"It is said, Christ died for all. 'He is the Lamb of God who takes away the sins of the world.' How does this consist with God's truth, when some are vessels of wrath? (Romans 9:22).
(1.) We must qualify the term world. The world is taken either in a limited sense, for the world of the elect; or in a larger sense, for both elect and reprobates. 'Christ takes away the sins of the world,' that is, the world of the elect.
(2.) We must qualify also Christ's dying for the world. Christ died sufficiently for all, not effectually. There is the value of Christ's blood, and the virtue of Christ's blood. Christ's blood has value enough to redeem the whole world, but the virtue of it is applied only to such as believe. Christ's blood is meritorious for all, not efficacious. All are not saved, because some put away salvation from them, as in Acts 13:46, and vilify Christ's blood, counting it an unholy thing (Hebrews 10:29)" (Thomas Watson, A Body of Divinity, p. 101).
“Beloved, Christ came not to redeem all, for that would overthrow the decrees of God. Redemption is not as large as creation. I grant that there is a sufficiency of merit in Christ’s blood to save all; but there is a difference between sufficiency and efficiency. Christ’s blood is a sufficient price for all, but it is effectual only to them that believe. A plaster may have a sovereign virtue in it to heal any wound, but it does not heal unless applied to the wound. And if it be so, that all have not the benefit of Christ’s redemption, but some only, then it is a necessary question to ask our own souls, Are we in the number of those that are redeemed by Christ or not?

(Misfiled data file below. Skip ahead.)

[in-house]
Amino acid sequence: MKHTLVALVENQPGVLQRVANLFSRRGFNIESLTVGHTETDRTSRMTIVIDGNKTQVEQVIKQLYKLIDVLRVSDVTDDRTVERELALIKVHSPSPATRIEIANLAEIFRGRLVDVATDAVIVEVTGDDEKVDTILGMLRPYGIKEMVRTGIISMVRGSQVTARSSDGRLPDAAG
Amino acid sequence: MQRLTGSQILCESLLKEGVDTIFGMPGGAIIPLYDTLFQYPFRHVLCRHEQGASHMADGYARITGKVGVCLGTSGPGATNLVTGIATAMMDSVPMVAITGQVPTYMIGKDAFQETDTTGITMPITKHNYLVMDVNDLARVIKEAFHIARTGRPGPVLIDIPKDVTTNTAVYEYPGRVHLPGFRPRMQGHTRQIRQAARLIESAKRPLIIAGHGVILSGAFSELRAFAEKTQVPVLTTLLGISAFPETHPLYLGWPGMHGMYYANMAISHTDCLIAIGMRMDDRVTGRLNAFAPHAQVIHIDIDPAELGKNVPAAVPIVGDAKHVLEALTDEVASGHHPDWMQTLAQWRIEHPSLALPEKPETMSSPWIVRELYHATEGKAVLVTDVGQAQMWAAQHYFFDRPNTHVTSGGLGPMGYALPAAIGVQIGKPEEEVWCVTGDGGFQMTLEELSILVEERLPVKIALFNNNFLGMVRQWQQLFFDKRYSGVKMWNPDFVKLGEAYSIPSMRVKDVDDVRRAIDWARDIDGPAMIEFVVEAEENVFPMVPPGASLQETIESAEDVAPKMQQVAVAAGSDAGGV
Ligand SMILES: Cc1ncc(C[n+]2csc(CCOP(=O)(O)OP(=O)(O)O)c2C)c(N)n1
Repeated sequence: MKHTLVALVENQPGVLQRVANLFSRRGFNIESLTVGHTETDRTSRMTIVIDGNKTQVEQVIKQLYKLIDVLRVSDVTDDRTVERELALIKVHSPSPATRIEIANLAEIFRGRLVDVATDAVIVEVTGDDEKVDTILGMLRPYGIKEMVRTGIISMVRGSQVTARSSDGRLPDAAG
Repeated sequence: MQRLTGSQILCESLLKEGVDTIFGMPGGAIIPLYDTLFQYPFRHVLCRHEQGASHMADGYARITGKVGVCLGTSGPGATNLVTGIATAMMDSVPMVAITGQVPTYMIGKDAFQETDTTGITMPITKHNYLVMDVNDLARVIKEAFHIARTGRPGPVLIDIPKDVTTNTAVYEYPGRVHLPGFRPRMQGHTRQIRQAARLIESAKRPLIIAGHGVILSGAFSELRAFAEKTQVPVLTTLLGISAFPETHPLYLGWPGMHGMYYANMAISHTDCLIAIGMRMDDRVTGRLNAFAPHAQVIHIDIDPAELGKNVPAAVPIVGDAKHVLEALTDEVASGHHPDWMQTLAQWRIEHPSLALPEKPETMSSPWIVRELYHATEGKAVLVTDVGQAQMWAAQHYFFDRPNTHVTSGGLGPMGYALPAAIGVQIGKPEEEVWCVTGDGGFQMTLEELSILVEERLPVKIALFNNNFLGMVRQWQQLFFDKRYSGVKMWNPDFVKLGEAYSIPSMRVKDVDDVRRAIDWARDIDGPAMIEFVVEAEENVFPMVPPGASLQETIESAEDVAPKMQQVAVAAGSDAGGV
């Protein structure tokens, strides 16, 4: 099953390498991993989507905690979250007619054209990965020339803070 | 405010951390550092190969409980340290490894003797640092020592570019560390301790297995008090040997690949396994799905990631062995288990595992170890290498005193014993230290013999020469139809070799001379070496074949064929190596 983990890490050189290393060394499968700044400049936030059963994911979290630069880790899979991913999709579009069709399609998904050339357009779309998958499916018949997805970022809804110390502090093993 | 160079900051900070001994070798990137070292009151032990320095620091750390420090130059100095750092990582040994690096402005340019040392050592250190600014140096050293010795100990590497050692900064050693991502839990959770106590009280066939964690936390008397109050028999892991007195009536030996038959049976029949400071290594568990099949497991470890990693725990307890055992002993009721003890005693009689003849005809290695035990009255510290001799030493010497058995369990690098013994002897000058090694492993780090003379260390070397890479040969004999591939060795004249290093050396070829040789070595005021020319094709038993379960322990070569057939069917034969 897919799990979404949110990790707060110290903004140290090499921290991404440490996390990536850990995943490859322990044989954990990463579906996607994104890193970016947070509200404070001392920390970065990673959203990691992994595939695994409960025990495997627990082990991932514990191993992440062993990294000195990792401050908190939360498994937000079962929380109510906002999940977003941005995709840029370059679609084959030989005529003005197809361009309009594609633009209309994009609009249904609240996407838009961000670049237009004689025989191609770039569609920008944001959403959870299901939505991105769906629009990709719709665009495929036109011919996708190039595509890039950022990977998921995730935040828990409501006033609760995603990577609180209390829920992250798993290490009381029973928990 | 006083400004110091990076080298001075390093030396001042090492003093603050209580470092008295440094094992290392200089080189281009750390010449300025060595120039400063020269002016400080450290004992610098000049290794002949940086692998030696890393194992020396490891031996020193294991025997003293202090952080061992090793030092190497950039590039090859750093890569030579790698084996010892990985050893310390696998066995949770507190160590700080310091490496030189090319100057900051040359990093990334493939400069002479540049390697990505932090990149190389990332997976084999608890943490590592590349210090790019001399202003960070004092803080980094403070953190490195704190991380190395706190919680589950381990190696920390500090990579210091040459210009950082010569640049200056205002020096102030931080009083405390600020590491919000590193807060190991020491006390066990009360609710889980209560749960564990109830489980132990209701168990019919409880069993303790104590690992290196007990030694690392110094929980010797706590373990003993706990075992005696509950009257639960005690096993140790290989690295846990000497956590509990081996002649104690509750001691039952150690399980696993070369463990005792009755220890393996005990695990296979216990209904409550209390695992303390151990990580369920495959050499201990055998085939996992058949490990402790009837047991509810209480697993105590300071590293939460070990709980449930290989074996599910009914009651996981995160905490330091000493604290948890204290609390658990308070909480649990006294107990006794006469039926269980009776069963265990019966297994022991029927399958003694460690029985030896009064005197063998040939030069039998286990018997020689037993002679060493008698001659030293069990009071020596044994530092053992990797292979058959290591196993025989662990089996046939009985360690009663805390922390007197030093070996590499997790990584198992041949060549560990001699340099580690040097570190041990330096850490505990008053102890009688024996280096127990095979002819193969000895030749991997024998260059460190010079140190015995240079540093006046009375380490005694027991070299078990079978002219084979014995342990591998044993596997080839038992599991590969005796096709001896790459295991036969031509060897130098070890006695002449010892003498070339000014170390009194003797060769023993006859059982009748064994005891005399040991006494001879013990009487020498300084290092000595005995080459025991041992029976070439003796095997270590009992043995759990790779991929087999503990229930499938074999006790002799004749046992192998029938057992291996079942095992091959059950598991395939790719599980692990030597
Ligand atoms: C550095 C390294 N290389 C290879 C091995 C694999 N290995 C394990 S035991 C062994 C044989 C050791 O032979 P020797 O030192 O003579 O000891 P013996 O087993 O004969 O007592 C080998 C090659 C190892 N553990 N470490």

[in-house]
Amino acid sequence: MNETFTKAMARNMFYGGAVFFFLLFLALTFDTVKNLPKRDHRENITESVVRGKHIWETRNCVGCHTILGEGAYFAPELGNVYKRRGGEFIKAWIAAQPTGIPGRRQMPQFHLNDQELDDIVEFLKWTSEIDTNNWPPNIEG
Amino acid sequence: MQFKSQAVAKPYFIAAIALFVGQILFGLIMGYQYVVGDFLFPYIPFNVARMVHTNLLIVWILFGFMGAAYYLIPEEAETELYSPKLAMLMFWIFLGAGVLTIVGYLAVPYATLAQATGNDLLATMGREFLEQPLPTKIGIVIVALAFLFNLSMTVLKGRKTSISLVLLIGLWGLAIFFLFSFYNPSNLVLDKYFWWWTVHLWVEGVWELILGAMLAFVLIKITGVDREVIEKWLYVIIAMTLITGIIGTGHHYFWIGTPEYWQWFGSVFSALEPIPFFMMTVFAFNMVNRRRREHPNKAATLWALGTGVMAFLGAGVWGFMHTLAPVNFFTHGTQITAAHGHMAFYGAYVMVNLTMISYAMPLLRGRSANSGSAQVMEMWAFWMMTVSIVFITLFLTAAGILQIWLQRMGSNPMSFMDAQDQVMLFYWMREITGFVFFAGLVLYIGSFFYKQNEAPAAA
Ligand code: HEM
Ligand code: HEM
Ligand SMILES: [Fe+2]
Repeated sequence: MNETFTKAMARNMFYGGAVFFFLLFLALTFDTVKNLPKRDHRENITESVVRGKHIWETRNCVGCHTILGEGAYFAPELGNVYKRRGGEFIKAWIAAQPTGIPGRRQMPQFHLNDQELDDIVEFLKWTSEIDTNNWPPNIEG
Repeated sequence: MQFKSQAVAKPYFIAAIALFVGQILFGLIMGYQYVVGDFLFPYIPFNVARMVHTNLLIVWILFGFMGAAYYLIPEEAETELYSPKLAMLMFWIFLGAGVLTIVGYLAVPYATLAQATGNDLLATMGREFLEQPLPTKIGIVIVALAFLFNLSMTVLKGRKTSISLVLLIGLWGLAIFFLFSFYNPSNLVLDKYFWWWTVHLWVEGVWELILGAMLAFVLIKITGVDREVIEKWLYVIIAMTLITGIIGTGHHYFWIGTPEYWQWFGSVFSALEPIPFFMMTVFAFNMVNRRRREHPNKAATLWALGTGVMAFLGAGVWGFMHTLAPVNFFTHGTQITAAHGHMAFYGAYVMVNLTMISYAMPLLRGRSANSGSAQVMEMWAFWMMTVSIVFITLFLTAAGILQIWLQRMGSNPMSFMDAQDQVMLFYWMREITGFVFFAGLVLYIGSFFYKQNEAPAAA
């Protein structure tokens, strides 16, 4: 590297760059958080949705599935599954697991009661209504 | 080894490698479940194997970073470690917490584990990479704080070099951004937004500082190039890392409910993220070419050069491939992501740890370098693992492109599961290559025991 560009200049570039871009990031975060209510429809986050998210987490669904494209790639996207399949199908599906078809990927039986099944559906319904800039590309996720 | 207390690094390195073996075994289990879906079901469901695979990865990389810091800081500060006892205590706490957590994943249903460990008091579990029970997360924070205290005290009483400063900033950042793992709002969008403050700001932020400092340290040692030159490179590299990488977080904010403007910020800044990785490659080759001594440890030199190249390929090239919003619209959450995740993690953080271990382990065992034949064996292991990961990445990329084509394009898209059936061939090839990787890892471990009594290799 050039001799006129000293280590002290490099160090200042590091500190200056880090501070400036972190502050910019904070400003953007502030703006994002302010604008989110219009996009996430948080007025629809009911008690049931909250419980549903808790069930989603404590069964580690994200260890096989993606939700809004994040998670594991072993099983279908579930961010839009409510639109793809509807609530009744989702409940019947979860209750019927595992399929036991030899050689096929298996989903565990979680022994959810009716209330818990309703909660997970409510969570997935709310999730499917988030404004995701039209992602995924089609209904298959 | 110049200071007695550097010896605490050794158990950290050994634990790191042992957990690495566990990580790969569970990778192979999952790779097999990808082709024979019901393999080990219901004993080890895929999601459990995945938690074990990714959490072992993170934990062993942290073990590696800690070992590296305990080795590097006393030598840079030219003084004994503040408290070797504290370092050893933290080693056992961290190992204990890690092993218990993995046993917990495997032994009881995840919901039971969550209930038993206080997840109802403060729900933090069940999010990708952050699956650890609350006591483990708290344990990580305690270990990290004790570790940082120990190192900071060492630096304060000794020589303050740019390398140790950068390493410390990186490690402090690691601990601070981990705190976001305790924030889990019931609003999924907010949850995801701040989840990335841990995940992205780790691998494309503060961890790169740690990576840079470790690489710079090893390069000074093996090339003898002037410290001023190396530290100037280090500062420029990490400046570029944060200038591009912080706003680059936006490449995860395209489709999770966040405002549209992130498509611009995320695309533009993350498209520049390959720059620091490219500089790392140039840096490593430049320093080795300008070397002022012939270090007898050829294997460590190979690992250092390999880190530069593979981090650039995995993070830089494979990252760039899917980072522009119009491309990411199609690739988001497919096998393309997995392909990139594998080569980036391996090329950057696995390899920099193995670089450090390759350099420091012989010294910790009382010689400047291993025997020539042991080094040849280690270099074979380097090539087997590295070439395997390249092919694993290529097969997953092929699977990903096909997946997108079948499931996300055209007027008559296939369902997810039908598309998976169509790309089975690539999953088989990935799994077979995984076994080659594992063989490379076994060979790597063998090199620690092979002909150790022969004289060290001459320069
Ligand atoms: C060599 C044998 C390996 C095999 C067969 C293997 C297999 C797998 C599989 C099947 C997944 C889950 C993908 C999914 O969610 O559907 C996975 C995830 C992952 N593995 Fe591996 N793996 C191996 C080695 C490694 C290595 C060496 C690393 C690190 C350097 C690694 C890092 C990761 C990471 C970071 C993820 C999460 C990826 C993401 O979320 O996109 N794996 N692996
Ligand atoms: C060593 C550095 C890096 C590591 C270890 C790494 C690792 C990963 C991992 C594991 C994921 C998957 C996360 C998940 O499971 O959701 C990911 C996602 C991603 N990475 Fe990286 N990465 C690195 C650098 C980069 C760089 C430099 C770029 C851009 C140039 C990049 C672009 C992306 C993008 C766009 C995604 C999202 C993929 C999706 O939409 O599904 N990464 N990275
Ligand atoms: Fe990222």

How shall we know that?
(I.) Such as are redeemed are reconciled to God. The enmity is taken away. Their judgments approve, their wills incline ad bonum.[Colossians 1:21] Are they redeemed that are unreconciled to God, who hate God and his people (as the vine and laurel have an antipathy), who do all they can to disparage holiness? Are they redeemed who are unreconciled? Christ has purchased a reprieve for these; but a sinner may have a reprieve, and yet go to hell. John V 6″(Thomas Watson, A Body of Divinity, pp. 212-213).
A “sufficient price for all,” says Watson. He further states that part of this “sufficiency” is the purchase of a reprieve. Watson’s doctrinal statement is that Christ purchased a reprieve for those who go to hell. Watson articulates the Calvinist or Reformed version of universal atonement which profanes the blood of Christ as a common thing.